Skip to main content

Advanced Search

Advanced Search

Current Filters

Filter your query

Publication Types



Newsletter Article


HHS: 2.5 Million Young Adults Gain Coverage Through Health Law

By Jane Norman, CQ HealthBeat Associate Editor

December 14, 2011 -- One of the most popular elements of the health care law—a provision allowing young adults to stay on their parents' policies—has resulted in an estimated 2.5 million Americans getting insurance coverage, Health and Human Services officials said last week.

Using data from the National Center for Health Statistics, an analysis by HHS officials estimated that from September 2010 to June 2011, the percentage of adults ages 19 to 25 with health insurance rose from 64 percent to 73 percent.

The health care law (PL 111-148, PL 111-52) allows unmarried dependents to remain on their parents' policies until they are 26, effective with insurance plan renewals that began Sept. 23, 2010. Grandchildren are not included.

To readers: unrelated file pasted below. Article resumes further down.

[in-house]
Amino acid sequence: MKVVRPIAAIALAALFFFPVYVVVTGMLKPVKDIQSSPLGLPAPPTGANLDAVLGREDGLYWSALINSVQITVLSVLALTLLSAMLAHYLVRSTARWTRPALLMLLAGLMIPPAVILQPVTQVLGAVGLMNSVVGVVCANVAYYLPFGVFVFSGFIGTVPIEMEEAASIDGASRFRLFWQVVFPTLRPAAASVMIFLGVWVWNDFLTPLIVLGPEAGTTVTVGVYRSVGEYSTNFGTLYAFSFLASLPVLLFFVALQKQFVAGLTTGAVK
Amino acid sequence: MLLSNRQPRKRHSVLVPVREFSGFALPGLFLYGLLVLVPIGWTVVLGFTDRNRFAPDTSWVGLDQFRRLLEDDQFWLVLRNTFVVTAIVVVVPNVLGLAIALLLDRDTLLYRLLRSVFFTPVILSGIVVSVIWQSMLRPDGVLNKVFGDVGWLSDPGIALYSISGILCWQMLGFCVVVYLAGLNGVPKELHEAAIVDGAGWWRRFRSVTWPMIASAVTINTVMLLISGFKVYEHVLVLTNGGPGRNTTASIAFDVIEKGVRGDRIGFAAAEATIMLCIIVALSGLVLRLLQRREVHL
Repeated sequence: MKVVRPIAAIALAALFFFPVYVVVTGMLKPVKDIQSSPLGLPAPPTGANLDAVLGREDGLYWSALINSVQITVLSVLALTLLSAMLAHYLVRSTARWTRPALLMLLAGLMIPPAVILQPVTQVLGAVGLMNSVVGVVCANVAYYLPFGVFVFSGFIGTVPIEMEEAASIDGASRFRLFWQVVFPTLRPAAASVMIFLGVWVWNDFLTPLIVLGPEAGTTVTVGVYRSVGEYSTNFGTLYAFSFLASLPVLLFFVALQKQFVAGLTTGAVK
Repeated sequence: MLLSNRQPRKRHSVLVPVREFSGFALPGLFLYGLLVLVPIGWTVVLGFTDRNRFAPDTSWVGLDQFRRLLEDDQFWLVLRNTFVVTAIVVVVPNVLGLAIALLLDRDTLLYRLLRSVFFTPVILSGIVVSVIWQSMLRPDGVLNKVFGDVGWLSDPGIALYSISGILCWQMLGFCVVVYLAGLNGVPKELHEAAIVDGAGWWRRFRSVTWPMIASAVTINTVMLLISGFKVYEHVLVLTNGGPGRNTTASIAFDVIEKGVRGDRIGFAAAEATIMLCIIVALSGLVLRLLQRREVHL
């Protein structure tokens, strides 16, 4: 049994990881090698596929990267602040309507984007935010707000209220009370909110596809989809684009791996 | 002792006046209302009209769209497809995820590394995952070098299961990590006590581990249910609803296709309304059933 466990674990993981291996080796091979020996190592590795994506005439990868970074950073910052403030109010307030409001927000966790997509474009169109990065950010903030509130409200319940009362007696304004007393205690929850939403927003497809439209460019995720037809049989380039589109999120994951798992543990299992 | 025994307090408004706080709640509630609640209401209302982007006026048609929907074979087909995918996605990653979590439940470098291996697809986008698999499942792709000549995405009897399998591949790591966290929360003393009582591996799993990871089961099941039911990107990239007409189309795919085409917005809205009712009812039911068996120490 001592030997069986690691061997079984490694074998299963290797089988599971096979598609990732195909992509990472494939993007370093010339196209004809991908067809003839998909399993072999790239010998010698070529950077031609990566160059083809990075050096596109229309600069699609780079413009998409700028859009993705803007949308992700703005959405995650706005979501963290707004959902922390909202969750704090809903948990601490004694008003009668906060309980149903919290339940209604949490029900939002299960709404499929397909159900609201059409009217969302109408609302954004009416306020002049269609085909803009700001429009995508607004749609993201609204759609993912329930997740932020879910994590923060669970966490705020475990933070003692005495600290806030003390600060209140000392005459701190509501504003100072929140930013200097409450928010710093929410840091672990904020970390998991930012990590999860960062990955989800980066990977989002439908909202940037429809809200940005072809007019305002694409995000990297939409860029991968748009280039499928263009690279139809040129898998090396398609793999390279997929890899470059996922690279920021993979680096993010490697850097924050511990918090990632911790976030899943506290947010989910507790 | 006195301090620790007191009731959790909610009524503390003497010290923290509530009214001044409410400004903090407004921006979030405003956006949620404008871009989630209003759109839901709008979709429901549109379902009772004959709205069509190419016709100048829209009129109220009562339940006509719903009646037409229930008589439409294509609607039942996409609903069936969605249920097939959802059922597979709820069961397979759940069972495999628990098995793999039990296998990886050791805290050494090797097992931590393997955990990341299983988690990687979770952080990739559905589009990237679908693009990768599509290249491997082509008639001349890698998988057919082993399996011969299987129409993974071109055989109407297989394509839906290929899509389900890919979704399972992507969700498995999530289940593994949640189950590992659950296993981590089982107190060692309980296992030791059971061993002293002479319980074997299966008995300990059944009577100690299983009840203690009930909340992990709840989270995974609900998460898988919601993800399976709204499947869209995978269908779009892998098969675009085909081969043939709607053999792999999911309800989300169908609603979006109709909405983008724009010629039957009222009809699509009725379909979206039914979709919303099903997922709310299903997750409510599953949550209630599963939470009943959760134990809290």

The provision did not attract much attention or opposition when it was added to the health care overhaul as it moved through Congress but was touted as a way to extend insurance more broadly to "young invincibles," the nickname given to young people who go without insurance.

Now that feature has turned out to be a key way for the Obama administration to sell the law. "More young adults in this country can now go on and live their lives with less worry about visiting their doctor when they get sick, or incurring catastrophic medical bills if they are in an accident," HHS Secretary Kathleen Sebelius wrote in a blog post on the White House website. "And for us parents, this lets us breathe a sigh of relief."

Estimates released by HHS earlier in the year had suggested that 1 million young adults had gained insurance through the first quarter of the year.

Officials said new data from the June 2011 National Health Interview Survey tracked comparisons between adults 19 to 25 and adults ages 26 to 35. Coverage among those in the slightly older group remained at about 72 percent, in comparison to the increase among those adults slightly younger.

The analysis also pointed out that the gains were entirely in private insurance coverage rather than Medicaid.

Publication Details